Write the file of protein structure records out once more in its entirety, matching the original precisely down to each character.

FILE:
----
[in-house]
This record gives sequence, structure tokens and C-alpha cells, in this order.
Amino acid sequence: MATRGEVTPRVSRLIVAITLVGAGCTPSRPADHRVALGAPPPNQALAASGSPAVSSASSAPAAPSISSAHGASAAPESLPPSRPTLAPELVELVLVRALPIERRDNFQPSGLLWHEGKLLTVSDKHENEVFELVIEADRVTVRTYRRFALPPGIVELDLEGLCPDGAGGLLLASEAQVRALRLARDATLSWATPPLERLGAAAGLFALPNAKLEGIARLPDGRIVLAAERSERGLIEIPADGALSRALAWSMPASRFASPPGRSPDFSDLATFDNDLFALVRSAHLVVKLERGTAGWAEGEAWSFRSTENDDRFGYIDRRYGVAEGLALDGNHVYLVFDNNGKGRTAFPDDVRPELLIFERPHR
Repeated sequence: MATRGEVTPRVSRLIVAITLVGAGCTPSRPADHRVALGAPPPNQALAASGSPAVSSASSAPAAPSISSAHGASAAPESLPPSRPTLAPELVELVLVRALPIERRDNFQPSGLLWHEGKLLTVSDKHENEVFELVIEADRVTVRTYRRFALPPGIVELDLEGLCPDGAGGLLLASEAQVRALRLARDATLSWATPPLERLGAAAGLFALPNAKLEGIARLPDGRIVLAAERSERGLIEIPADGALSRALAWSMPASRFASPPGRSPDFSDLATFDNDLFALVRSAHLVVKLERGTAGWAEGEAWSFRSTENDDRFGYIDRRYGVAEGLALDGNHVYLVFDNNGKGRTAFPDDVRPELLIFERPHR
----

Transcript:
[in-house]
This record gives sequence, structure tokens and C-alpha cells, in this order.
Amino acid sequence: MATRGEVTPRVSRLIVAITLVGAGCTPSRPADHRVALGAPPPNQALAASGSPAVSSASSAPAAPSISSAHGASAAPESLPPSRPTLAPELVELVLVRALPIERRDNFQPSGLLWHEGKLLTVSDKHENEVFELVIEADRVTVRTYRRFALPPGIVELDLEGLCPDGAGGLLLASEAQVRALRLARDATLSWATPPLERLGAAAGLFALPNAKLEGIARLPDGRIVLAAERSERGLIEIPADGALSRALAWSMPASRFASPPGRSPDFSDLATFDNDLFALVRSAHLVVKLERGTAGWAEGEAWSFRSTENDDRFGYIDRRYGVAEGLALDGNHVYLVFDNNGKGRTAFPDDVRPELLIFERPHR
Repeated sequence: MATRGEVTPRVSRLIVAITLVGAGCTPSRPADHRVALGAPPPNQALAASGSPAVSSASSAPAAPSISSAHGASAAPESLPPSRPTLAPELVELVLVRALPIERRDNFQPSGLLWHEGKLLTVSDKHENEVFELVIEADRVTVRTYRRFALPPGIVELDLEGLCPDGAGGLLLASEAQVRALRLARDATLSWATPPLERLGAAAGLFALPNAKLEGIARLPDGRIVLAAERSERGLIEIPADGALSRALAWSMPASRFASPPGRSPDFSDLATFDNDLFALVRSAHLVVKLERGTAGWAEGEAWSFRSTENDDRFGYIDRRYGVAEGLALDGNHVYLVFDNNGKGRTAFPDDVRPELLIFERPHR